by Phil Baker
This article initially appeared in Watkins Mind Body Spirit, issue 27.
What Phil Baker has accomplished here is little short of marvellous… a human study that neither confirms nor conclusively denies the extra-human properties attributed to its astounding and ambiguous subject… To my mind Phil Baker has established himself as among the very best contemporary biographers.
From the Foreword by Alan Moore
We are often told ‘the kingdom of heaven lies within’, and it was a simple, powerfully felt insight of this kind that launched a young man named Austin Osman Spare into his role as the twentieth century’s greatest – or certainly its most mythologised – sorcerer, trafficking with the denizens of his mind while developing his own magical philosophy of inner pleasure, psychic obsession, and the subjective nature of reality.
Born in London in 1886, son of a policeman, Austin Spare was hailed as a prodigy by the Edwardian art world. The youngest exhibitor at the 1904 Royal Academy exhibition, Spare went on to attend the Royal College of Art but left without a diploma. His early shows were controversial, and George Bernard Shaw is supposed to have said Spare’s work was ‘too strong a meat for the normal’. However, Spare’s celebrity didn’t last: his West End career stalled in the 1920s and he fell back into proletarian South London for the rest of his life, living – as he put it – as ‘a swine with swine’. In due course he would sell ‘Surrealist Racing Forecast Cards’ through a small ad in the Exchange and Mart, occupy a dark, dank Brixton basement, and sell his pictures cheaply in South London pubs. By the time he died, in 1956, he was largely forgotten by the ‘straight’ art world, but since his death he has become a legendary figure, not just for his art but for his inner life as a magical thinker.
The heart of Spare’s philosophy is laid out in his self-published magnum opus of 1913, The Book of Pleasure (Self-Love): The Psychology of Ecstasy. Not easy reading, it nevertheless outlines such things as the pleasure within, which we can all tap into; the power of the unconscious; the free-floating nature of psychic energy and belief, which we allow to be constrained by daily reality and its snares and symbol systems, but which we can re-direct; and above all the transcendent reality of the Self.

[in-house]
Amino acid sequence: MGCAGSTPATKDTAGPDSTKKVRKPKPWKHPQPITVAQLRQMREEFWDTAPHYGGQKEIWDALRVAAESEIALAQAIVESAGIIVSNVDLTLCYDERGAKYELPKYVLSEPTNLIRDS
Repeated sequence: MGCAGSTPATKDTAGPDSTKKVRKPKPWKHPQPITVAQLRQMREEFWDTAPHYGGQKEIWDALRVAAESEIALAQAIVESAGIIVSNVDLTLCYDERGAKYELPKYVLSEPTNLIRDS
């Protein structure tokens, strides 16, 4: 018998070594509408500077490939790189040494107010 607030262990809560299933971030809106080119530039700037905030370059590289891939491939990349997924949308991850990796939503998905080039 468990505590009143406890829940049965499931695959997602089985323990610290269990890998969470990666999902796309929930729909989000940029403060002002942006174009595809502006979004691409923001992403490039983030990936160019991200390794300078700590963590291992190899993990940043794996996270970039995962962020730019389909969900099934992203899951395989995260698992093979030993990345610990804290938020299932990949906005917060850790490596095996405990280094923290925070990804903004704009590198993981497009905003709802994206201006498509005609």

What did Spare mean by Self? His philosophy is narcissistic, but not in the pejorative sense: it is narcissistic in the deeper sense of the self-contained happiness to be found by withdrawing from the external world. It is narcissistic in the way that yoga is narcissistic, and that Buddhists are known in Tibet as nangpas (inside-ers). There is a clue to all this in an early Spare watercolour inscribed ‘I and my self in yoga’; before yoga became a mundane word in the west, Spare’s title meant he was yoking together his ordinary and higher self – myself and my Self, if you like – and his idea of the Self is like the higher self or Atman of esoteric Hindu thought.
Along with the Self, Spare believed in the power of the unconscious, and this came less from early psychoanalysis than from spiritualism and psychic research. The unconscious could do anything, as far as Spare was concerned – within his highly unorthodox version of Darwinism, for example, bats had grown wings because they unconsciously wanted to fly – and it was the fountainhead of genius. Genius, for Spare, was about “obsession”: a word he would have got from spiritualism, where obsession is one stage down from full-blown possession. ‘Magical obsession’, wrote Spare, ‘is that state when the mind is illuminated by sub-conscious activity evoked voluntarily… it is the condition of Genius’.
Spare’s beliefs are very much of his era – rooted in psychic research and the popularisation of Eastern thought through Theosophy – but he goes beyond this with a more personal insight, not into this belief or that belief, but into the whole nature of belief itself: he saw belief as a voluntary constraint which could be reprogammed, something in the manner of NLP. He was more interested in ‘how’ to believe than ‘what’ to believe, with belief as a free-floating thing which could be re-directed to different objects and different realities.
One of Spare’s techniques to conjure with belief was the use of what he called sigils. The word itself is not his invention – A.E. Waite, a key figure in the Order of the Golden Dawn, writes of Watkins’s Cecil Court bookshop display ’emblazoned over… with Signs, Sigils and Talismans, telling of Great Mysteries’ – but Spare meant something specific by it.
For Spare, a sigil was not just an old-style magical sign, but a monogram design made by writing down a desire as simply as possible, simplifying the letters even further, and making the design with what was left. This was already too jumbled to mean much to consciousness, and Spare thought it could be driven further into the unconscious by making an effort to forget it completely once it had been imprinted into the mind. Spare and his sigils are an interesting moment in early ideas of the unconscious, and another instalment in mankind’s long magical endeavour to control reality by writing of one kind or another.